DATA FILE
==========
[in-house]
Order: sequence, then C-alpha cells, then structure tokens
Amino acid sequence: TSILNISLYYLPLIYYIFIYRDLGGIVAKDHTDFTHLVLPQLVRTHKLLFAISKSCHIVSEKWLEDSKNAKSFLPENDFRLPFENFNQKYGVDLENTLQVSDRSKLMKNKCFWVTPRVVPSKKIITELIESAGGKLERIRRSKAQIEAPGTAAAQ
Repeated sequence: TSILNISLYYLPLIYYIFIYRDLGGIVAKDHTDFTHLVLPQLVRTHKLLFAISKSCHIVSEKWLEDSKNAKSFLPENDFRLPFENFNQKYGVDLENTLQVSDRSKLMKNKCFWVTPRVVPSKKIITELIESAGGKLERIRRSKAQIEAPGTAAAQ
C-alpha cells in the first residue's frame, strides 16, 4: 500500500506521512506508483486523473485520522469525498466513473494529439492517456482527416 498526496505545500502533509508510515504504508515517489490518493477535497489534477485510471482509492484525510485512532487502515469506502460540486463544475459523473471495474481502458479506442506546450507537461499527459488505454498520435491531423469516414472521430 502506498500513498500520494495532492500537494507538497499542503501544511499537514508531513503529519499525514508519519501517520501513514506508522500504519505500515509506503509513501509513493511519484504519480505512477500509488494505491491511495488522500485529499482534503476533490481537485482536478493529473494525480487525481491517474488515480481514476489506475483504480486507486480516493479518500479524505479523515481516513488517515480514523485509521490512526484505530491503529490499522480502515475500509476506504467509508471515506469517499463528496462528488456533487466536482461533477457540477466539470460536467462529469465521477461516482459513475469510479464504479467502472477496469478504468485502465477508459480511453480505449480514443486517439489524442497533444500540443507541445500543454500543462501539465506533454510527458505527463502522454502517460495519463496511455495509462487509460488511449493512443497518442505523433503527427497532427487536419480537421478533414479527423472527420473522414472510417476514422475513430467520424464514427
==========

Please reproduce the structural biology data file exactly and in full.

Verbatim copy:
[in-house]
Order: sequence, then C-alpha cells, then structure tokens
Amino acid sequence: TSILNISLYYLPLIYYIFIYRDLGGIVAKDHTDFTHLVLPQLVRTHKLLFAISKSCHIVSEKWLEDSKNAKSFLPENDFRLPFENFNQKYGVDLENTLQVSDRSKLMKNKCFWVTPRVVPSKKIITELIESAGGKLERIRRSKAQIEAPGTAAAQ
Repeated sequence: TSILNISLYYLPLIYYIFIYRDLGGIVAKDHTDFTHLVLPQLVRTHKLLFAISKSCHIVSEKWLEDSKNAKSFLPENDFRLPFENFNQKYGVDLENTLQVSDRSKLMKNKCFWVTPRVVPSKKIITELIESAGGKLERIRRSKAQIEAPGTAAAQ
C-alpha cells in the first residue's frame, strides 16, 4: 500500500506521512506508483486523473485520522469525498466513473494529439492517456482527416 498526496505545500502533509508510515504504508515517489490518493477535497489534477485510471482509492484525510485512532487502515469506502460540486463544475459523473471495474481502458479506442506546450507537461499527459488505454498520435491531423469516414472521430 502506498500513498500520494495532492500537494507538497499542503501544511499537514508531513503529519499525514508519519501517520501513514506508522500504519505500515509506503509513501509513493511519484504519480505512477500509488494505491491511495488522500485529499482534503476533490481537485482536478493529473494525480487525481491517474488515480481514476489506475483504480486507486480516493479518500479524505479523515481516513488517515480514523485509521490512526484505530491503529490499522480502515475500509476506504467509508471515506469517499463528496462528488456533487466536482461533477457540477466539470460536467462529469465521477461516482459513475469510479464504479467502472477496469478504468485502465477508459480511453480505449480514443486517439489524442497533444500540443507541445500543454500543462501539465506533454510527458505527463502522454502517460495519463496511455495509462487509460488511449493512443497518442505523433503527427497532427487536419480537421478533414479527423472527420473522414472510417476514422475513430467520424464514427